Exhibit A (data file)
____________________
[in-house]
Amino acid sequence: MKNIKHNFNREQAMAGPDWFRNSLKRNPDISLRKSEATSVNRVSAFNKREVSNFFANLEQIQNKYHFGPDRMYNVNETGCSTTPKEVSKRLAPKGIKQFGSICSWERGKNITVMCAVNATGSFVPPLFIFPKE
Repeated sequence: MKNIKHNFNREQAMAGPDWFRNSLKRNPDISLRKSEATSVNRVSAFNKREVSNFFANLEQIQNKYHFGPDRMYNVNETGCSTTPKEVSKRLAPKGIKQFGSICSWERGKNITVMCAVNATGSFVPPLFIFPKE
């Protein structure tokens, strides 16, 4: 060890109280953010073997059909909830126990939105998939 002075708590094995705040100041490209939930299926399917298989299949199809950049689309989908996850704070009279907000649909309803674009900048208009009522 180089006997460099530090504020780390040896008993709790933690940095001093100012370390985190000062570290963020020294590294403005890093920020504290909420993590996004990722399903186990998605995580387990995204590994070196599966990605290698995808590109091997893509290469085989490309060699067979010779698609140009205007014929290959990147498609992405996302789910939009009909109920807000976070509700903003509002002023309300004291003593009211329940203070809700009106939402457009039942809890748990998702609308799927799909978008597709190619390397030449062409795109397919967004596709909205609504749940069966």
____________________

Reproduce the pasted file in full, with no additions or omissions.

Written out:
[in-house]
Amino acid sequence: MKNIKHNFNREQAMAGPDWFRNSLKRNPDISLRKSEATSVNRVSAFNKREVSNFFANLEQIQNKYHFGPDRMYNVNETGCSTTPKEVSKRLAPKGIKQFGSICSWERGKNITVMCAVNATGSFVPPLFIFPKE
Repeated sequence: MKNIKHNFNREQAMAGPDWFRNSLKRNPDISLRKSEATSVNRVSAFNKREVSNFFANLEQIQNKYHFGPDRMYNVNETGCSTTPKEVSKRLAPKGIKQFGSICSWERGKNITVMCAVNATGSFVPPLFIFPKE
């Protein structure tokens, strides 16, 4: 060890109280953010073997059909909830126990939105998939 002075708590094995705040100041490209939930299926399917298989299949199809950049689309989908996850704070009279907000649909309803674009900048208009009522 180089006997460099530090504020780390040896008993709790933690940095001093100012370390985190000062570290963020020294590294403005890093920020504290909420993590996004990722399903186990998605995580387990995204590994070196599966990605290698995808590109091997893509290469085989490309060699067979010779698609140009205007014929290959990147498609992405996302789910939009009909109920807000976070509700903003509002002023309300004291003593009211329940203070809700009106939402457009039942809890748990998702609308799927799909978008597709190619390397030449062409795109397919967004596709909205609504749940069966």